When it comes to shopping for a great-tasting steak, it’s no longer just about choosing the right cut and grade. We now know that an animal’s diet is also an important factor in determining the quality of the beef.
The way cattle are fed can have a major effect on the nutritional composition of beef. Grass-fed cattle graze in pastures, where they eat only a variety of grasses, clover, and alfalfa. The emphasis is on providing the closest thing to a natural diet as possible. in contrast, grain-fed means the cattle might have been grass-fed at some point in their lives, but also had a diet consisting of grains, including corn. In addition to being an unnatural component of a bovine diet, grains are also higher in calories and encourage cattle to grow faster with less cost. Grass, on the other hand, is much higher in key nutrients like omega-3s and vitamins A and E, and because grass-fed cattle are allowed to graze and roam, the resulting beef is leaner and lower in overall fat and saturated fat.
There are taste differences as well. Grass-fed beef has a more complex flavor profile due to a varied pastoral diet. Lynne Curry, author of Pure Beef: An Essential Guide to Artisan Beef with Recipes for Every Cut, explains it this way: “Grass-fed beef is compositionally and nutritionally distinct from conventionally raised beef. I liken it to wild game because it is leaner and its flavors and composition depend on the pastures where it grazed and how it was raised by the rancher.” and Dan Barber, chef and co-owner of Blue Hill at Stone Barns, collaborated on a comprehensive report on the U.S. beef sector; in the report, he says, “grass-fed
beef has a taste that’s clean and rich, and undeniably beefy.”
Learning About Labels
While the difference between grass-fed and grain-fed cattle would appear to be a simple distinction, the labeling on packages can be confusing. Consumers need to be wary of some grass-fed beef claims and to dig a little deeper. Labels that identify beef as “grass-fed” don’t always tell the whole story, and claims such as pasture-raised, grass-finished, and natural are sometimes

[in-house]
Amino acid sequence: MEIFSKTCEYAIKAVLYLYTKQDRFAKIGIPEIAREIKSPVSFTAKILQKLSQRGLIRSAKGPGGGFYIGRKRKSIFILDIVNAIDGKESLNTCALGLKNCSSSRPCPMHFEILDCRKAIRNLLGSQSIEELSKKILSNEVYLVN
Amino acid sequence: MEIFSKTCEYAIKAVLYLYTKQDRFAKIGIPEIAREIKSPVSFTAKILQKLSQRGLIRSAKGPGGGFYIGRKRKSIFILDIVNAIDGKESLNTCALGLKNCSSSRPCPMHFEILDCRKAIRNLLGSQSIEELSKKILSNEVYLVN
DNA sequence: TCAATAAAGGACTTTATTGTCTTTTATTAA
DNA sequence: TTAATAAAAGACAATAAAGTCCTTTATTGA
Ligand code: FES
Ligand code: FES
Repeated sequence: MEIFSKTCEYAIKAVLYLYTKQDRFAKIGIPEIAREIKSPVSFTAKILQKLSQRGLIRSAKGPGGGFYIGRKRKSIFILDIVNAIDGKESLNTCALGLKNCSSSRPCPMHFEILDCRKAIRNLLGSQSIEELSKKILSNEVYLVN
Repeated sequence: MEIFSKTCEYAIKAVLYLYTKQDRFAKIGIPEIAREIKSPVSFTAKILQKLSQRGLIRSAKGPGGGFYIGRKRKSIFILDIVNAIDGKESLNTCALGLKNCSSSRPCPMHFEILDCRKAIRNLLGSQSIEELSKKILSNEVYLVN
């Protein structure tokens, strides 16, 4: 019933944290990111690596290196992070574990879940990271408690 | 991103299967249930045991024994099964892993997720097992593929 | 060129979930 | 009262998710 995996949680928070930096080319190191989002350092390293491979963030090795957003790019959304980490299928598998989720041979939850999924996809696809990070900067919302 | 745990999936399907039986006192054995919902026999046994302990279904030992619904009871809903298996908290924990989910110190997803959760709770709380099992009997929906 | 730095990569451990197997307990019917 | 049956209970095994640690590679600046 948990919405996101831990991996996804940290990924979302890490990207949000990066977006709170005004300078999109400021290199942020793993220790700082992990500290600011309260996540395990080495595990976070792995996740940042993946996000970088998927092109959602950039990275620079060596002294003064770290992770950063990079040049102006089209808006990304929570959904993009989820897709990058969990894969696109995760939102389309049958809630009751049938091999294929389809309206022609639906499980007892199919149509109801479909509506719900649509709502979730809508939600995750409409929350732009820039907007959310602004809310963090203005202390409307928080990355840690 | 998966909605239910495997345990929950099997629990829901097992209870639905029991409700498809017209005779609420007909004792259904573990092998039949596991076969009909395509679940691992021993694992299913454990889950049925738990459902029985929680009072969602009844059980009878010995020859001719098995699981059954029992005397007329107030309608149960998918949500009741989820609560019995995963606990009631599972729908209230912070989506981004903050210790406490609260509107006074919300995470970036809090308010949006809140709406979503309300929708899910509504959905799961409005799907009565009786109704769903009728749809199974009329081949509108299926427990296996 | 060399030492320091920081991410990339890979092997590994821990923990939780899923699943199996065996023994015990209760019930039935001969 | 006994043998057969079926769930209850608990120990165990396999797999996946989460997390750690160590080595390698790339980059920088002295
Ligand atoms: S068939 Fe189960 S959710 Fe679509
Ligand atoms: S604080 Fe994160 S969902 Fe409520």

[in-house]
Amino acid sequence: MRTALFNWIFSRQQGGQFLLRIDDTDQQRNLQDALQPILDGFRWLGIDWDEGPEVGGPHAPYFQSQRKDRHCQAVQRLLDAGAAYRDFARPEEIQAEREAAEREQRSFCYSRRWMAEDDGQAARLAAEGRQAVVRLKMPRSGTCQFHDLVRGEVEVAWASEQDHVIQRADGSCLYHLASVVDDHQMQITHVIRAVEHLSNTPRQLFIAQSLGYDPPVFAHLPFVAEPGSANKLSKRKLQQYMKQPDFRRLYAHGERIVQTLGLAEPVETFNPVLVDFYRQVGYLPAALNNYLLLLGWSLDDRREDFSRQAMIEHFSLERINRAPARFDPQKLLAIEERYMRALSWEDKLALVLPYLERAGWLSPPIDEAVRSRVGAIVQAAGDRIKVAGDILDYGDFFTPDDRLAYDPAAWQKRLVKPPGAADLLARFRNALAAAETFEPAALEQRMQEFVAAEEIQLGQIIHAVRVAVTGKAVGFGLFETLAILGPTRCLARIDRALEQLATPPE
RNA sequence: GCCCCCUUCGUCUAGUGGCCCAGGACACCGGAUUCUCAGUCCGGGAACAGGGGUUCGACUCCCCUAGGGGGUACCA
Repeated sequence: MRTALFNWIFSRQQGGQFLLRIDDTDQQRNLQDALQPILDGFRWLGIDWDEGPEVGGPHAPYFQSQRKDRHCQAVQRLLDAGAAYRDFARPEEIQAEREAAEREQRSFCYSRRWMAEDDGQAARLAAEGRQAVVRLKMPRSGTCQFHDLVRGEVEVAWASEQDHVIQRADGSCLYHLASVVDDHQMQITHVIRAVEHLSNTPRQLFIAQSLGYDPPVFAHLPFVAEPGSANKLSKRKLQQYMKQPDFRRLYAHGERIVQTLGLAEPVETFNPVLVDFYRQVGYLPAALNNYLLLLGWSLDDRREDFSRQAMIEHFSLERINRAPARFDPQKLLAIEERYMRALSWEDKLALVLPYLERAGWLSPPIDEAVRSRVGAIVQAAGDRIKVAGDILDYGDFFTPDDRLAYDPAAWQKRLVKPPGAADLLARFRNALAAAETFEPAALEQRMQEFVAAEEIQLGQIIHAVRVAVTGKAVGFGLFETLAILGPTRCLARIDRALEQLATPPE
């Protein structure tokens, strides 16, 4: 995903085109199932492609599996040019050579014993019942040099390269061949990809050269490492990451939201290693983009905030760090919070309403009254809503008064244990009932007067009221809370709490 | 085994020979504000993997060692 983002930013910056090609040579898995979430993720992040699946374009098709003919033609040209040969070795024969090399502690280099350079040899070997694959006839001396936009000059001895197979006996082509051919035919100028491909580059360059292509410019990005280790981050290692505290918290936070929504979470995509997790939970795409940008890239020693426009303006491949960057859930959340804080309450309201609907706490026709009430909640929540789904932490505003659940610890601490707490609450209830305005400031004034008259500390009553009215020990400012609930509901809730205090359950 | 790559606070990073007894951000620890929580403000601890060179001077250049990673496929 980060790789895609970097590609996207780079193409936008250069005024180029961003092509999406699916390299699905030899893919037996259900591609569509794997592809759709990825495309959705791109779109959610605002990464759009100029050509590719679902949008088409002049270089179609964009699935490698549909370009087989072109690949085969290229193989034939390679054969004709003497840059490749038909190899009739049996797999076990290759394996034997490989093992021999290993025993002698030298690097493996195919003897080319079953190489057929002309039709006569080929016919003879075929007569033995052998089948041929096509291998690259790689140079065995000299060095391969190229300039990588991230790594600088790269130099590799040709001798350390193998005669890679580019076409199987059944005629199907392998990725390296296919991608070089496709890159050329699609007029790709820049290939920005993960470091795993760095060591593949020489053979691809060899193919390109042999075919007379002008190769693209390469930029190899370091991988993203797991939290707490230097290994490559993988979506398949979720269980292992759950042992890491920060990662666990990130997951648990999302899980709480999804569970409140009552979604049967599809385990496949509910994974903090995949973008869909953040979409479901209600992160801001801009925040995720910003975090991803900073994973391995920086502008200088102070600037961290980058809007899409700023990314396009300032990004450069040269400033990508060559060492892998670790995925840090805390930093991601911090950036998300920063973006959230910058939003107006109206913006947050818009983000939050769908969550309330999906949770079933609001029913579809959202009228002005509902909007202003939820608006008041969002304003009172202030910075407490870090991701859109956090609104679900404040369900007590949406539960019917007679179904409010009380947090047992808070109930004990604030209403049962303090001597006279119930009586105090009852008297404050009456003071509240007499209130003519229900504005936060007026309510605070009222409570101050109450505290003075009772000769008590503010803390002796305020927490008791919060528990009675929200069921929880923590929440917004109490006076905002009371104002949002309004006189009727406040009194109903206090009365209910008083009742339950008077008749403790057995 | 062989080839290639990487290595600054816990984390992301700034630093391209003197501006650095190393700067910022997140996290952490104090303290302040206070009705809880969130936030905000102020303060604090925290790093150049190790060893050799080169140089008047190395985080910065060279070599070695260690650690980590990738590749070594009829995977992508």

misused. The takeaway here is to know that cattle eat grass, but not all cattle eat only grass. Talk with your butcher, shop at a high-quality market, and look for certifications from organizations like True Aussie Beef and the American Grass Fed Association, which ensure the product is 100 percent grass-fed and -finished. You may also see third-party certifications from animal welfare groups and natural beef cooperatives. (here is more information on deciphering the labels).
Despite some misconceptions over the labeling, grass-fed beef is riding a wave of popularity in the United States, reaching an all-time high of $480 million in supermarket sales last year, up about 15 percent year over year. Restaurants have also jumped on the bandwagon, with shipments from distributors to independent and small chain restaurants increasing 15 percent last year. And the trend isn’t slowing down. You may notice as you’re shopping that a lot of 100 percent grass-fed beef comes from Australia, as well as New Zealand and Uruguay. This makes sense when you consider there is plenty of pastured land available in these countries, so cattle, among other animals, can be given the space to graze. And the year-round temperate weather in Australia, for example, translates into year-round grass without irrigation or substantial fertilizer or chemical inputs. Because the operations are large scale and year-round, this results in lower prices, despite the shipping costs.
Better Nutrition, Healthier Cattle